The 22nd edition of the FIFA World Cup will begin on Sunday November 20 in Qatar. The most watched sporting event on the planet, this World Cup is an opportunity to rediscover the link between sport and religion with Guillaume Warmuz, former goalkeeper of RC Lens.
In April 2020, Olivier Giroud made the front page of Jesus magazine. No wonder, the world champion testifies regularly. If Christian players are, a priori, numerous on the professional circuit, they are few to spread their faith. Guillaume Warmuz, a former professional footballer, now a Benedictine Oblate and sports director at UF Mâconnais, did not convert overnight. It was a search for meaning that allowed her to encounter Christ.
Make football and faith rhyme?
How to combine professional sport and spiritual obligations when you have to travel, training and matches? For the former Arsenal goalkeeper, we can still serve God. Praying in the morning before a match, reciting the rosary on the way to training or participating in Sunday mass, there are always opportunities for athletes to nourish their faith. » he explains. Yet the values of modern football do not seem to be compatible with the message of Christ: idolatry, money, alcohol, drugs. Footballers are regularly the joy of popular magazines. “On the financial question in an environment where the amounts are colossal, money must simply remain a means of earning a living and not an end. » warns Guillaume Warmuz, “it is not the quest for glory that should drive the athlete but the desire to satisfy and make the public happy. A regulated life, respectful of the Gospel can allow sportsmen to combine faith and sport. »
For several years, the Church has shown an interest in football in the image of Pope Francis. A loyal fan of the San Lorenzo club in Argentina, he was awarded a Boca Junior club membership card in 2020 as part of an education partnership. For Guillaume Warmuz, this interest is legitimate on the one hand because “The Church has always recognized that the practice of sport is necessary for the development of the body. Whether it’s Pope John Paul II, an athlete from his youth, or Pope Francis. Both have shown a strong interest in the sport. and on the other hand, underlines the Benedictine Oblate, “The Church can help players in the football world evolve through its values, football makes people virtuous, collective sport encourages altruism, self-transcendence and acceptance of others, football brings real discipline, an equally cardinal value in the spiritual life. »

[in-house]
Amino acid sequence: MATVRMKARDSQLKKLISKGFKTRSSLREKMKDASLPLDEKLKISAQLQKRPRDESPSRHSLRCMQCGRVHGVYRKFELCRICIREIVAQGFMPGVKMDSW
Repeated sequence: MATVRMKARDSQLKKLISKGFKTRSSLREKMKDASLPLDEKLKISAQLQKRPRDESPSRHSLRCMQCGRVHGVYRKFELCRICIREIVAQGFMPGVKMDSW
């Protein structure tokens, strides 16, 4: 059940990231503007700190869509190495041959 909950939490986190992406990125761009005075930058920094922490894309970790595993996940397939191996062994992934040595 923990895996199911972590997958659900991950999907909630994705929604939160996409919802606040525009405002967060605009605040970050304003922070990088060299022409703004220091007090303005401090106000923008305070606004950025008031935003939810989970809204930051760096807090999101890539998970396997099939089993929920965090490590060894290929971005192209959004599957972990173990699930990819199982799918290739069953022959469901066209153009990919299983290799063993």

The former doorman of the Sang et Or believes that “The Catholic presence remains timid in sporting commitment unlike other confessions. “. Until the end of the 19th century, the Church supervised the sports education of many young people, “we must blow on the embers of patronage in order to rekindle the flame of Catholic sport” concludes Guillaume Warmuz, “Sponsorship is a great way to share the common values of love and understanding of others, put into practice through sport. Patronage is also an opportunity to educate the younger generations in a Catholic spirit in order to form the society of tomorrow. »
While waiting for the fire to catch, France will play their first match on Tuesday November 22 at 8 p.m. French time, they will face Australia.